On April 29, 1939, tendered his resignation from the presidentship of the Indian National Congress. Jawaharlal Nehru made a speech appealing for unity and urged Bose to withdraw his resignation and said, “We cannot leave Calcutta unless we are able to solve all our difficulties and thereby smoothen our path.” After his resignation and the subsequent appeal by Nehru, Bose had nightlong consultations with his extremist friends who advised him not to deviate from his decision to resign. It was reported that Bose himself was inclined to respond to Nehru’s appeal, but they threatened him with loss of leadership.
The BJP’s former foreign minister Jaswant Singh relentlessly cited documents to the fact that Pakistan would not have been born but for the supportive stance adopted by the “Pandit and by the Sardar” (he also endorsed the friendship unequivocally). Jaswant Singh said that Nehru and Patel were partners in crime. Example: Jaswant started his writing, “Through a ‘surgical operation’, Mountbatten had said, and tragically Nehru and Patel and the Congress party had assented. Jinnah, in any event, having demanded adopted to just such a recourse.
Jayaprakash Narayan, a participant in the AICC meet of June 14-15, 1947, where Mountbatten’s Plan of Partition was adopted, provided another rock-solid example of Patel-Nehru partnership. In his diary, Narayan had written: “Messrs Nehru and Patel were offensively aggressive to Gandhiji at this meeting. What appeared to be astonishing then, as now, though I can today understand it somewhat better, was the exceedingly rough behaviour of these two chosen disciples towards their master. They seemed to have set their heart on something and, whenever they scented that Gandhiji was preparing to obstruct them, they barked violently.” There are countless such examples. Patel had great admiration and respect for Nehru and the same was true on the part of Nehru towards Patel. Subhas and Nehru belonged to same school of thought and they used to wear the same cap.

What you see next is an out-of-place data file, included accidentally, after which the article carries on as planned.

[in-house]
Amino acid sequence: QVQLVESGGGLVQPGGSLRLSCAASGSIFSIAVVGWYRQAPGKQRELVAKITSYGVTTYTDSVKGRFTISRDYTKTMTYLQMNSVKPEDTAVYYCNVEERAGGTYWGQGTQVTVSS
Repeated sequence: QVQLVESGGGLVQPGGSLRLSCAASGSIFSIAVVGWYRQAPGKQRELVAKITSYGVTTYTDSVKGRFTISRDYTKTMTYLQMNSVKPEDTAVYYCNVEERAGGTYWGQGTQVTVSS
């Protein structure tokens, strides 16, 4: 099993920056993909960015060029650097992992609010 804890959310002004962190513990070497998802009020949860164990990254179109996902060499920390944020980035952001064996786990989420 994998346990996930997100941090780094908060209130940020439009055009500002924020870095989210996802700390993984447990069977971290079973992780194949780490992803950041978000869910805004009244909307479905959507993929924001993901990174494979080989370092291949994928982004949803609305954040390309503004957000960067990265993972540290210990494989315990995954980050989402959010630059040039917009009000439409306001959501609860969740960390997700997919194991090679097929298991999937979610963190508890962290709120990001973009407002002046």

Will you call the current display by the Modi government, of unfurling the national flag at the Red Fort and unveiling Patel’s statue a correction of history or distortion?
The question is – if ever these two acts convinced his own supporters! These are dead scenes in an Oedipus play and never excite the subliminal passion of Indians because the two leaders were never denied their place in history. Starting from kindergarten lessons up to PhD. Research, Indian institutions have been debating about the two leaders at par with Gandhi and Nehru. So, the Modi government is wasting its time and effort by trying to ignite dead passions. While doing so, his government is exposed to ignorance of the fact and hence inviting infamy. There was great talk of making the Subhas Bose papers public. That has never happened and what they declassified is a dwarfed version of what is already available in the public domain.
Do you agree that history taught in India has done injustice to rightwing ideologues like Veer Savarkar and Deen Dayal Upadhyay?
Yes. Left historians have portrayed rightist ideologues in poor light and since they dominated textbook writing projects, they have taken advantage of their position to not only ignore the worth of rightists but also defame them.